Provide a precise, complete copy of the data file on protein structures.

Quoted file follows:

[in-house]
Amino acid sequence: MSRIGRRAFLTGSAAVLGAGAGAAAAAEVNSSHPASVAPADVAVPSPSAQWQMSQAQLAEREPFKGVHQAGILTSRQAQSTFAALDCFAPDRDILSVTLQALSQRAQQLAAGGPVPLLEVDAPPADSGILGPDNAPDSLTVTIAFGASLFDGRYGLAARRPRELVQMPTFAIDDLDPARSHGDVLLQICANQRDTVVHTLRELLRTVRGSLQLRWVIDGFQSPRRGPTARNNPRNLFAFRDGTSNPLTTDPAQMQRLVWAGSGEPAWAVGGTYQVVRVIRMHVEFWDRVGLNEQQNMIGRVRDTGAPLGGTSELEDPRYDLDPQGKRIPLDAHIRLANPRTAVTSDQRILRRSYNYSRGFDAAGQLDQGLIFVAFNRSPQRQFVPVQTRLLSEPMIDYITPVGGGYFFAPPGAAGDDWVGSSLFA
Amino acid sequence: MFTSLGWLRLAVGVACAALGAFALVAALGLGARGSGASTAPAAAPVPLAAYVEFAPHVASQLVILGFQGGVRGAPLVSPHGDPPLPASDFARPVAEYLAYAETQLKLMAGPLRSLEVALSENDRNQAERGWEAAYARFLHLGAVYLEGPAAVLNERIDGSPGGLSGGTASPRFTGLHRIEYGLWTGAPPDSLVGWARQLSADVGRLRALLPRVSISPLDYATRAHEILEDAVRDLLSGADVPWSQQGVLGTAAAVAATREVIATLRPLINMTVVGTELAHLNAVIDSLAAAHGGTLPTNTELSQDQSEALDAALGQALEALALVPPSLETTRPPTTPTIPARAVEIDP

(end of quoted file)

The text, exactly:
[in-house]
Amino acid sequence: MSRIGRRAFLTGSAAVLGAGAGAAAAAEVNSSHPASVAPADVAVPSPSAQWQMSQAQLAEREPFKGVHQAGILTSRQAQSTFAALDCFAPDRDILSVTLQALSQRAQQLAAGGPVPLLEVDAPPADSGILGPDNAPDSLTVTIAFGASLFDGRYGLAARRPRELVQMPTFAIDDLDPARSHGDVLLQICANQRDTVVHTLRELLRTVRGSLQLRWVIDGFQSPRRGPTARNNPRNLFAFRDGTSNPLTTDPAQMQRLVWAGSGEPAWAVGGTYQVVRVIRMHVEFWDRVGLNEQQNMIGRVRDTGAPLGGTSELEDPRYDLDPQGKRIPLDAHIRLANPRTAVTSDQRILRRSYNYSRGFDAAGQLDQGLIFVAFNRSPQRQFVPVQTRLLSEPMIDYITPVGGGYFFAPPGAAGDDWVGSSLFA
Amino acid sequence: MFTSLGWLRLAVGVACAALGAFALVAALGLGARGSGASTAPAAAPVPLAAYVEFAPHVASQLVILGFQGGVRGAPLVSPHGDPPLPASDFARPVAEYLAYAETQLKLMAGPLRSLEVALSENDRNQAERGWEAAYARFLHLGAVYLEGPAAVLNERIDGSPGGLSGGTASPRFTGLHRIEYGLWTGAPPDSLVGWARQLSADVGRLRALLPRVSISPLDYATRAHEILEDAVRDLLSGADVPWSQQGVLGTAAAVAATREVIATLRPLINMTVVGTELAHLNAVIDSLAAAHGGTLPTNTELSQDQSEALDAALGQALEALALVPPSLETTRPPTTPTIPARAVEIDP